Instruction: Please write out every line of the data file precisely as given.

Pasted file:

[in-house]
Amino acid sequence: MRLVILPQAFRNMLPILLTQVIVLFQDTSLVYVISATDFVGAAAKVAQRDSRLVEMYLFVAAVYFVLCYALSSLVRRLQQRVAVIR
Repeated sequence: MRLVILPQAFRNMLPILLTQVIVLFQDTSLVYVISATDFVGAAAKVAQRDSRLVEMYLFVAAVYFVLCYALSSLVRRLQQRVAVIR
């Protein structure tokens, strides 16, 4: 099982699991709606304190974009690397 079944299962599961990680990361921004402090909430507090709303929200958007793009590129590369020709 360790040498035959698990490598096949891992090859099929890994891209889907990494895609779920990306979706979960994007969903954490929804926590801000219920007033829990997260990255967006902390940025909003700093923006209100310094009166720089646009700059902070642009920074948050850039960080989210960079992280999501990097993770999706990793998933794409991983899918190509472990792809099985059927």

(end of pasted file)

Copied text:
[in-house]
Amino acid sequence: MRLVILPQAFRNMLPILLTQVIVLFQDTSLVYVISATDFVGAAAKVAQRDSRLVEMYLFVAAVYFVLCYALSSLVRRLQQRVAVIR
Repeated sequence: MRLVILPQAFRNMLPILLTQVIVLFQDTSLVYVISATDFVGAAAKVAQRDSRLVEMYLFVAAVYFVLCYALSSLVRRLQQRVAVIR
């Protein structure tokens, strides 16, 4: 099982699991709606304190974009690397 079944299962599961990680990361921004402090909430507090709303929200958007793009590129590369020709 360790040498035959698990490598096949891992090859099929890994891209889907990494895609779920990306979706979960994007969903954490929804926590801000219920007033829990997260990255967006902390940025909003700093923006209100310094009166720089646009700059902070642009920074948050850039960080989210960079992280999501990097993770999706990793998933794409991983899918190509472990792809099985059927």